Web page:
Blog: How Brexit made the EU stronger – The New European

What’s the opposite of a trendsetter? Be it out of touch or out of style, Brexiteers have fallen into this category. 

Since 2016, support for leaving the European Union has decreased, in some cases dramatically, in member states across the rest of the bloc, according to data from a major pan-European survey. The European Social Survey (ESS), led by City University of London, has been conducted in 30 European countries every two years since 2001. It found that respondents were less likely to vote to leave the EU for every member state that took part. 

Support declined the most in Finland. When asked in 2016-17, 28.6% of respondents answered that they would vote to leave if a Brexit-style referendum was held. When asked again in 2020-22, pro-leave sentiment had declined by 13.2 percentage points with only 15.4% saying they would be in favour of voting leave. 

A steep drop in support between 2016 and 2022 was also reported in the Netherlands (from 23% to 13.5%), Portugal (15.7% to 6.6%), Austria (26% to 16.1%) and France (24.3% to 16%).

But, the Leavers’ cause remained most popular in the Czech Republic (29.2%), Italy (20.1%) and Sweden (19.3%). Even in these countries, however, there was a noticeable decline. In the Czech Republic leaving the bloc was less popular by 4.5 percentage points, and in Italy and Sweden by 9.1 points and 4.6 points.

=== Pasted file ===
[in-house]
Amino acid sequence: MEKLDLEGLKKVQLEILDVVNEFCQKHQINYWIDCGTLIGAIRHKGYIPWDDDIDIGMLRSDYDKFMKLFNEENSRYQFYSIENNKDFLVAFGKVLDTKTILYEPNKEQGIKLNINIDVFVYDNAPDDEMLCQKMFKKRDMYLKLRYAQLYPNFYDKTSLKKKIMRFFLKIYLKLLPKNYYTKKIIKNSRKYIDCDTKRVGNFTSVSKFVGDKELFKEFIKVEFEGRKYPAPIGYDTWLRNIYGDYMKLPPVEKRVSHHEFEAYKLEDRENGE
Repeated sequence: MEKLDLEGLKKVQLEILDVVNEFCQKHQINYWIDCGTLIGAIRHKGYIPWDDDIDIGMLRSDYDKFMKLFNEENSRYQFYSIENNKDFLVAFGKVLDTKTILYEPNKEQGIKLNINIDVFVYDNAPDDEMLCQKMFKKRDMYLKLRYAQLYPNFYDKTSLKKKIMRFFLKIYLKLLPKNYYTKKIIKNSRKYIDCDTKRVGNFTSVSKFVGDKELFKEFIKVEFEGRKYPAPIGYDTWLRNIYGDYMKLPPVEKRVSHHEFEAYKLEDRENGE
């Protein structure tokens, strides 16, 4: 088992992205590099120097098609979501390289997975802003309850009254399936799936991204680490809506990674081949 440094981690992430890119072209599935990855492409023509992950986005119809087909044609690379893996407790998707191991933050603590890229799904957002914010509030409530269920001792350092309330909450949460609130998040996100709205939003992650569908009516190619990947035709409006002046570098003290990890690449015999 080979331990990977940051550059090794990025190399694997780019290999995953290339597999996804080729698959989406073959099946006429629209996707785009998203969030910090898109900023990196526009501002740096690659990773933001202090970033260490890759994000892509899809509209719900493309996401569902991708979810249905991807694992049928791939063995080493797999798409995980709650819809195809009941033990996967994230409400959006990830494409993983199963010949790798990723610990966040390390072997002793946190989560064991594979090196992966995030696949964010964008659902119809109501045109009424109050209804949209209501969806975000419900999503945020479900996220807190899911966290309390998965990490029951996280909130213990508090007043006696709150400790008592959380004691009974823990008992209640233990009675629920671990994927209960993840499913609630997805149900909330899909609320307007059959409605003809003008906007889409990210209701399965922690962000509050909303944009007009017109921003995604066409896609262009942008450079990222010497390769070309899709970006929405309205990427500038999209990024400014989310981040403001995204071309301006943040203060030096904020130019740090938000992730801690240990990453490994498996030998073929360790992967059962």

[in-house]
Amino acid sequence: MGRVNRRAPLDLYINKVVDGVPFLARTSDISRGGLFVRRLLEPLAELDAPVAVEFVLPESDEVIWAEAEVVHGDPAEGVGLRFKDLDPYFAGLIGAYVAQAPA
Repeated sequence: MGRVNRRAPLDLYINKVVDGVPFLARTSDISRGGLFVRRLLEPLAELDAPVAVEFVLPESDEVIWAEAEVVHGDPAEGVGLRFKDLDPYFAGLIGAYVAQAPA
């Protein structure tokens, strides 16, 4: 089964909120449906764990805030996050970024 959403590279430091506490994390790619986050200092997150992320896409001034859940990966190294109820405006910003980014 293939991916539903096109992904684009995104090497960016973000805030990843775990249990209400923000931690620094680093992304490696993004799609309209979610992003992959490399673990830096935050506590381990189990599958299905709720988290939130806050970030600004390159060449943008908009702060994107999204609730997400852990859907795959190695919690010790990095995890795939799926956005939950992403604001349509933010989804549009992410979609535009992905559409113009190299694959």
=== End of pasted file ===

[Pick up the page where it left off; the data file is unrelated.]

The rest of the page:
After the UK’s fraught negotiations with the EU and uncertain times domestically, with five prime ministers in six years, the drop in support was inevitable. Experts say the political situation in Britain in the wake of Brexit was a deterrent for other member states.  

This decline also comes at the same time as the Covid pandemic and Russia’s invasion of Ukraine which experts further believe has made membership appear more favourable to EU citizens. As well as this, Italy and France’s anti-EU parties have neglected their plans for Frexit and Italexit for plans to reform the EU from within in light of the current tumultuous political environment across the continent.

Interestingly, the EES survey further found an increase in emotional attachment to the EU. In Finland, strong emotional attachment rose to 58.7% from 46%. Perhaps most curious of all, in Hungary (a country engaged in a bitter dispute with Brussels) it increased from 60% to 70.3%. 

Brexit has achieved the opposite of its aim. In hoping to delegitimise the EU as an institution and hasten its break-up, it merely increased its popularity with its remaining members in the same way that when Brexiteers pledged to make Britain more prosperous and globally respected in leaving the EU, the reverse happened.

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